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Does Coconut Oil Cause Acne or Heal Acne?

Confusing Information: Coconut Oil And Acne Skin

Dealing with the information as to whether or not Coconut Oil causes acne or makes acne worse is a concern for those currently dealing with acne problems.  Sometimes anything with the word "Oil" in it conjures up fear for those that possess oily skin and have intermittent bouts of acne.  Oil ingredients themselves are not necessarily the problem but can actually be the answer for oily skin types which in turn can help improve acneic skin conditions.

Why the confusion on Coconut Oil as it pertains to acne?  Because there are those that believe it clogs pores and creates more acne and those that believe it cleanses and improves skin with acne.

Divided Camps Over The Use Of Coconut Oil Used In Skin Care

Whether it comes from an Esthetician, Medical Doctor promoting their own line of products, or your best friend, it will all depend on their belief of any ingredient they deem suspect creating a perfunctory list of the "bad" ones (natural or synthetic) without relating it to any scientific peer reviewed study to support their theories. 

Coconut oil is no different since what is lacking in their dislike for it, is the research to determine the accuracy of that dislike as it pertains to the variables in coconut oil processes.  There are differences in coconut oil in fact, and it does matter in regard to those differences and the benefits skin can receive when using this ingredient by itself or mixed in your favorite skincare formula.

It could be coconut oil is simply misunderstood, since it's sourcing and the type being used will dictate the true benefits when applied to any skin type.  There are many acne organizations and forums that swear by it's use for one's acne, and some not so much.  Unfortunately, the different anecdotes don't always contain which form of coconut oil was used in their trial.  Gaining an understanding into the different types used can assist someone when deciding on the best skincare product for their skin type and avoiding the pitfalls of choosing incorrectly.

Unrefined Coconut Oil vs Refined Coconut Oil - It's All In The Processing

Unrefined coconut oil - also known as extra virgin, virgin or raw, is all about the process and the skin conditioning benefits it retains.  But the only word to focus on is "unrefined" and the other descriptive used is for marketing.  This is a pure oil that is extracted from fresh coconut meat rather than dried.  The premium coconut meat used to make unrefined coconut oil goes through a preferred process called wet milling vs cold pressed.  Enzymes are used to ferment, boil or separate the milk.  The beauty of this process is it does not require bleaching or the use of additives.  Also unrefined coconut oil through this type of process creates the highest level of antioxidants, and it retains its natural color, aroma and lovely skin nourishing nutrients one looks for in a good skin cream.  Benefits are medium chain fatty acids such as lauric acid, capric acid and caprylic acid, along with a panacea of antioxidants and antimicrobial properties.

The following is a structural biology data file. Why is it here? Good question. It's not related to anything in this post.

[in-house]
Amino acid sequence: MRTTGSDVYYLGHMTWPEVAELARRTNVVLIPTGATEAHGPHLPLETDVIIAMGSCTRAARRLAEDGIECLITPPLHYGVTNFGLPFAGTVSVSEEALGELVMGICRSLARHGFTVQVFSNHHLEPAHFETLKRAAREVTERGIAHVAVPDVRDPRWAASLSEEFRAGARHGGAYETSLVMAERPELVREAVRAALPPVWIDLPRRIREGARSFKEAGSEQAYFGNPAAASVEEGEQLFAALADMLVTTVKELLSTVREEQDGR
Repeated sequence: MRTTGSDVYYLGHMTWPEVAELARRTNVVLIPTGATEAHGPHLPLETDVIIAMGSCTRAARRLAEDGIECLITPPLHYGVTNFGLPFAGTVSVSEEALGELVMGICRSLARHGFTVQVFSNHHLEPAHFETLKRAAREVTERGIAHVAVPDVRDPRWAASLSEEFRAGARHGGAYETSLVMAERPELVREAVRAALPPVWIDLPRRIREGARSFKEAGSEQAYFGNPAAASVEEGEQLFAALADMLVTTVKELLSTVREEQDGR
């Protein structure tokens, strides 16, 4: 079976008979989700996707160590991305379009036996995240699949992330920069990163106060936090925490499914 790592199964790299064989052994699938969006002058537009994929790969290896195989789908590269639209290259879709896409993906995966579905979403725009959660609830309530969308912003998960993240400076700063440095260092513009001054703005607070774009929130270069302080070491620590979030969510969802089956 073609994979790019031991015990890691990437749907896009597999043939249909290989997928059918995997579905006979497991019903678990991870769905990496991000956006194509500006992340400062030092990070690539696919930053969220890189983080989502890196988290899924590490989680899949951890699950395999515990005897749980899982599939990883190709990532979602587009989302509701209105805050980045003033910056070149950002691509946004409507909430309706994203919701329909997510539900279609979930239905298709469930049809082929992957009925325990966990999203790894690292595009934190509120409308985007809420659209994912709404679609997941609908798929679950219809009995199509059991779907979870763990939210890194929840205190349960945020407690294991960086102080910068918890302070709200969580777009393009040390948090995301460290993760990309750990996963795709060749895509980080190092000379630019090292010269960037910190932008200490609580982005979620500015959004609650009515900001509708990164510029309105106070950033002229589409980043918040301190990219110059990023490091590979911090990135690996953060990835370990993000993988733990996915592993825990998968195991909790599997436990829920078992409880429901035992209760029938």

Refined coconut oil (solid) - or also known as fractionated oil which remains liquid at any temperature, is made from copra, or otherwise known as dried coconut meat, that has been purified and deodorized with bleaching clay due to the levels of contaminants and the rancid smell that arise during the drying process.  Some producers use chemical solvents to extract as much of the oil from the copra as possible or an expeller press.  It is known to have a thicker consistency and from long ago was referred to as the poor man's oil or dirty oil.  The medium chain fatty acid profile is reduced with the loss of acne fighting Lauric Acid, along with antioxidant properties which are destroyed and the skin benefits they offer.  Many of your cosmetic grade coconut oil is in this category for skincare and may be why it contributes to acne.  Outside of a nice emollient feel and a creamy texture it adds to the skincare product, it will not provide the skin nourishing benefits of it's unrefined counterpart.

Defining Skin Health Benefits Of Coconut Oil When Sourcing This Ingredient

The bottom line is good quality Extra Virgin or Virgin Coconut Oil should still taste and smell like coconut.  It should be a very fine, thin oil when melted, almost like water, yet remain solid below 76 degrees.  The perfect oil should quickly melt in the palm of your hand with just your body heat.  If it does not solidify as referenced here or melt quickly you'll know it is a much thicker and inferior oil.  Extra Virgin Coconut Oil should be in a natural solid form like a bright white to off white with maybe a touch of gold when a natural filtering processing of the oil is used.  A high quality coconut oil should sustain a shelf life of 2 years.

How does this apply to skincare application?

Due to the nature of the unrefined coconut oil, all of it's medium chain fatty acids, antimicrobial, anti-inflammatory, and antioxidant properties are retained.  It works great for cleansing skin, moisturizing skin, soothing skin and actually unclogging pores that are plugged up by the much thicker sebum our skin produces.  It can assist with balancing skin as well which can aid in reduction of pore clogging sebum which is a contributing factor of acne.  The best part is, due to the antimicrobial benefit which comes from the lauric acid, coconut oil can kill the propionibacterium acnes and studies showed they were particularly vulnerable to lauric acid.  Also whether or not you prefer "organically grown" in your products is a personal preference and does not effect the quality of the coconut oil.